OK, jimbino. I took [at the University of Washington, late 1960's, Pre-med] inorganic and organic chemistry, calculus, statistics, cellular biology, microbiology, anatomy and physiology in addition to humanities requirements. I don't have access right now to my exact course information but I do remember those. Whether the current course requirements are similar, I couldn't say.

victoria said...

1. MY daughter started college when she was 17 and it didn't seem to stunt her growth as an individual. She has been, since she graduated from law school at 24, a productive member of society, not a drain on her parents or anyone else.
2. I firmly believe in a liberal arts education. The foundation classes, like history, geography, art and other "liberal arts" classes provide a foundation for living and appreciating the richness of life.
3. She was interested in pleasing her parents but not to the point that she would have sacrificed her ultimate goals to make us happy.
4. She has wanted to be a lawyer (why i do not know) since she was 4, and directed herself that way from the time she was in 6th grade. She graduated from college in 4 years, law school in 3 years and passed the bar.

We never had any angst about whether or not she should go into her chosen field. It was her decision, she worked hard and deserved any amount of support, emotionally or financially, that we could give her.


Maybe she is an outlier, but i doubt it. She is 30 years old now.


Vicki from Pasadena

victoria said...

The caps on My or MY was a typo.

Vicki

Bob Loblaw said...

How about not pressuring incoming freshmen to declare a major?? Colgate U '85 here, and I did not have to declare a major until the end of my sophomore year.

I don't know what it's like today, but when I went to school many of the majors were "impacted", meaning there were too many students who wanted to declare that major. If you didn't get in to the major before you showed up to college there was a good chance you wouldn't be allowed into the program.

If you were interested in arts or humanities you could take the survey classes and choose a major at the end of your sophomore year. But if you wanted to do math or engineering or physics at the end of your sophomore year you might end up in... arts or humanities.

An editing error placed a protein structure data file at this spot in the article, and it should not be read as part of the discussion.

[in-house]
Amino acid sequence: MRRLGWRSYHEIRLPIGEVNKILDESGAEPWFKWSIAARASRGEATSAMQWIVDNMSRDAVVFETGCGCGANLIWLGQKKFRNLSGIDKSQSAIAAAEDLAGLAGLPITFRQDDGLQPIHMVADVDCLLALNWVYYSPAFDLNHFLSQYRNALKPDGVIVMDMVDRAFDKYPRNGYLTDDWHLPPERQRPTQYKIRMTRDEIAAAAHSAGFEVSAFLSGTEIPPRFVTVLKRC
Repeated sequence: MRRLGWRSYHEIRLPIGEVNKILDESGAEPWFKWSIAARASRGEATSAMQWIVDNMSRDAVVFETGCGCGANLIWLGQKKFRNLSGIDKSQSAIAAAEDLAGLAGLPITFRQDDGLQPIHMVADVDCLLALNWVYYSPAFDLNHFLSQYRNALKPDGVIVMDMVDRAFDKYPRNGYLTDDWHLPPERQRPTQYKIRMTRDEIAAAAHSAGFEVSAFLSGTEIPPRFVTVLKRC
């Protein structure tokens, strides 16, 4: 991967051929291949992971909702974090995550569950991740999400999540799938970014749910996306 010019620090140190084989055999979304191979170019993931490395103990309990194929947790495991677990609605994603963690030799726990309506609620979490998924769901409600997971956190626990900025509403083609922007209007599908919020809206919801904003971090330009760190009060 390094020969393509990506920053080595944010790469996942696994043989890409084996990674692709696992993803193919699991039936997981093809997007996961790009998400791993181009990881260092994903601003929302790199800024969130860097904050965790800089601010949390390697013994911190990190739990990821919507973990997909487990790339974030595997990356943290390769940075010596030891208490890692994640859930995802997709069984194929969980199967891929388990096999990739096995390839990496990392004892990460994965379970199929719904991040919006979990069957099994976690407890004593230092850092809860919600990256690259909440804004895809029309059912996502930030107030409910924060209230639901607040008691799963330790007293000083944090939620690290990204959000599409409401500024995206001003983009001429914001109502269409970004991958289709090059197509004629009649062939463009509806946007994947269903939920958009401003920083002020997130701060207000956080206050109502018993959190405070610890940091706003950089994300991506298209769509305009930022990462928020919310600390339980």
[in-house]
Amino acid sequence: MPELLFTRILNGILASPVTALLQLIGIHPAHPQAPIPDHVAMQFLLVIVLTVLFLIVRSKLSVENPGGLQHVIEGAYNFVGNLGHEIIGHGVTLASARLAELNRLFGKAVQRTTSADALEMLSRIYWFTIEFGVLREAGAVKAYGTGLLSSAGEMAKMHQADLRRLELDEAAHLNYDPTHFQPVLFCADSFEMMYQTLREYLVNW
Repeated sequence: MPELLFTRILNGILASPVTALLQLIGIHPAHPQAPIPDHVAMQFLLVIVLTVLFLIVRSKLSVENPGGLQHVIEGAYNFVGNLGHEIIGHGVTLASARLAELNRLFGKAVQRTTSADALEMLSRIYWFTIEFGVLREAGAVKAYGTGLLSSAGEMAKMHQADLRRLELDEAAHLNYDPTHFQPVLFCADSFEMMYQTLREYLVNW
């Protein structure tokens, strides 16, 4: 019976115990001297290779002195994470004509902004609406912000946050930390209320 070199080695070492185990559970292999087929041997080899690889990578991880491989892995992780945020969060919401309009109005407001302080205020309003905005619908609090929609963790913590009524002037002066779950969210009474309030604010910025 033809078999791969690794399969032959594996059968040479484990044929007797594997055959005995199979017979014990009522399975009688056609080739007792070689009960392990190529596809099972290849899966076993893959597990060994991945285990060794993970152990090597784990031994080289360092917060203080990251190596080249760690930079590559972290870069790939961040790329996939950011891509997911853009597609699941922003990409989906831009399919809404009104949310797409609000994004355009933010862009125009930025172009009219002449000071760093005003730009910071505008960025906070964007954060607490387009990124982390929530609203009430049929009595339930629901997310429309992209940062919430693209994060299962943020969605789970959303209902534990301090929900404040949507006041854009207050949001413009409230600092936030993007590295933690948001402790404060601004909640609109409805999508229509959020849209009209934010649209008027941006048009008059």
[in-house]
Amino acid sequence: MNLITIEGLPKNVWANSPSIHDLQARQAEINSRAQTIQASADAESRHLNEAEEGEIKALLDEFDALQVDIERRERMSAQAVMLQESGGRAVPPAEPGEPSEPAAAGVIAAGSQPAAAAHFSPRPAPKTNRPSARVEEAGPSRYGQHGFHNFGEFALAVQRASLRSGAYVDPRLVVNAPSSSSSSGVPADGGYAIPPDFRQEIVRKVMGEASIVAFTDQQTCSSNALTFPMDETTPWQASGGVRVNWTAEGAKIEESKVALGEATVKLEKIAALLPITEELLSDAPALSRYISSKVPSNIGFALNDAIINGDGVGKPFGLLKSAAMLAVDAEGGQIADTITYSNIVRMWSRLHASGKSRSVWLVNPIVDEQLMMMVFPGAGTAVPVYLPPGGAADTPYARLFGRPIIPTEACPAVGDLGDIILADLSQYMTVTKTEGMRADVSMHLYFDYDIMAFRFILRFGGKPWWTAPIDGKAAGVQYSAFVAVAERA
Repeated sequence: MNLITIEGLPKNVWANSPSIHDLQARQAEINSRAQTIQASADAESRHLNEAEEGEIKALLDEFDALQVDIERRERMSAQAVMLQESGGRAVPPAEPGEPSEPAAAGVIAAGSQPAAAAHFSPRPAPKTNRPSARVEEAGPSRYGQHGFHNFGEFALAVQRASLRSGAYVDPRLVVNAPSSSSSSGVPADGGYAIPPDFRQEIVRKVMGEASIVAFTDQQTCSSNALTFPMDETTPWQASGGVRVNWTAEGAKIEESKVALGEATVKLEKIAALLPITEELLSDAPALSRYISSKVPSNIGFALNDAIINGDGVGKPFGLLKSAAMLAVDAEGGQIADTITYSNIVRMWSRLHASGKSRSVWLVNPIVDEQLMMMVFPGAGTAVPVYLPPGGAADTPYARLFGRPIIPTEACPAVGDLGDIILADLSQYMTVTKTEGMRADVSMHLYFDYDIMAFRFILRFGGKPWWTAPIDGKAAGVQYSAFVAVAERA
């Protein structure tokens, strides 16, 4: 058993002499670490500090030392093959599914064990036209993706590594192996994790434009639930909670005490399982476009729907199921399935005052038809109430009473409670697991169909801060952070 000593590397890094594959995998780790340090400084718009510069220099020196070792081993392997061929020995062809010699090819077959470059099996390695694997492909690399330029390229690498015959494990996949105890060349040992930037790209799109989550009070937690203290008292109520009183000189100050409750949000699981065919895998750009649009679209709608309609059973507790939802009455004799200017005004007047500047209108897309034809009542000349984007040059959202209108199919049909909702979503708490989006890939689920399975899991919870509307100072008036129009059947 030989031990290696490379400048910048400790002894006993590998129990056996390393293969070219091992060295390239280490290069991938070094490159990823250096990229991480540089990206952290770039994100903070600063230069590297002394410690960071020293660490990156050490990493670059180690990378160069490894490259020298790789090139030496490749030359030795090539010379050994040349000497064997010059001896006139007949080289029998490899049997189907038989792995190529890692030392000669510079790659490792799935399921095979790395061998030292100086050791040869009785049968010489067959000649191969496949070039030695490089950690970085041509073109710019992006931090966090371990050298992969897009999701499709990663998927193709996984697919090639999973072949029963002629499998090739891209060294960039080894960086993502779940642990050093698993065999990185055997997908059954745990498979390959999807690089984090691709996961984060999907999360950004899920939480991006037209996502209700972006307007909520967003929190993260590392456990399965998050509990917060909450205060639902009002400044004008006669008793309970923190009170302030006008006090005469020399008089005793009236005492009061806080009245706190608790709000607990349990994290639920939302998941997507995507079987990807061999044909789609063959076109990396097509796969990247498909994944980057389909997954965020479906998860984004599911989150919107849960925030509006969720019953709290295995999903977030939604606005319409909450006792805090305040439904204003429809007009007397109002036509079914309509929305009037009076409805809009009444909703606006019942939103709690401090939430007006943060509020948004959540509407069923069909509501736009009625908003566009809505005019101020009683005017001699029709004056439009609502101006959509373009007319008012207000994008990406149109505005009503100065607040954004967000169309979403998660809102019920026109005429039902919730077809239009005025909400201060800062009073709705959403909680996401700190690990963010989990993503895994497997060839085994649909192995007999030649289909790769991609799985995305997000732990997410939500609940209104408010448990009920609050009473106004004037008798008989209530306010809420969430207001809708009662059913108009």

Cameron Hoare said...

My advice is to look at where all the jobs are and do that. The Liberal Arts courses in most colleges are now just cultural Marxist indoctrination courses so why waste your time.

Liberal arts and such courses are easy to do as a hobby later if you are interested.

zyz65 said...

Cause and effect 101
In the past a liberal arts education was the mark of the mid-to-upper middle class, because no-one else could afford to devote the time and money to something which did not put bread ob the table.

Fast forward, now people think that if someone gets a liberal arts education it will turn them into a mid-to-upper middle class person.

Bruce Hayden said...

@Mchelle - to some extent, I agree about math. We now have four generations of math majors in my family (at least my kid get a double major with physics). My undergrad major was math, and, I will admit that a good part of that was because it was the easiest major for me. No comps, thesis, or GREs for graduation, and after Linear Algebra (which I took 2nd semester freshman year) it was downhill all the way. And you didn't have to deal with the busy work you had to with other undergrad science and engineering classes. Homework was only to show that you understood the concepts, and not part of the initiation. From my point of view, upper level classes were a lot of "let's pretend". For example, one of my classes revolved around non-Euclidian geometries, where parallel lines may meet, and the sum of the angles of a triangle may be greater, or less than 180 degrees, depending on how your space is curved. It was fun to discover years later that the universe actually acts this way at a very macro level when enough gravity is involved. A math major allowed me to play a lot of bridge in college, and introduced me to my first love - computer programming (at the time, it was taught in the math dept.) the problem with math though is, as you suggest, that it doesn't prepare you for a career, except maybe to teach math (which I had no interest in doing, and my mother lasted one year doing). But it does prepare you for grad school in a number of areas, esp engineering.

As a side note to my last point, my second career (after one as a software engineer) was as a patent attorney. Most STEM degrees allowed you to sit for the patent bar, but not a math major. I got to sit for the patent bar after they started allowing CS majors, and I was able to add up my other science classes and show that some of my undergrad math classes were really CS classes. One of the keys to patent work is writing and prosecuting patent claims, which are the legal metes and bounds of a patent's legal protection. They are a big reason why when you write a patent pro se (without a registered patent atty or agent writing the claims), you both get your money's worth, and have a fool for a client. And, I discovered that engineers, for the most part, wrote horribly narrow claims. Math and physics majors were the only ones who seemed to be able to really do a good job at abstracting the inventions, resulting in much broader claims, providing much more extensive patent protection. All those abstract math classes that seemed so much like "let's pretend" at the time, ended up having value for me. (The thing that I got from my first career as a software engineer was to be able to write claims functionally, instead of just structurally, as so many electrical engineers seemed to be stuck doing).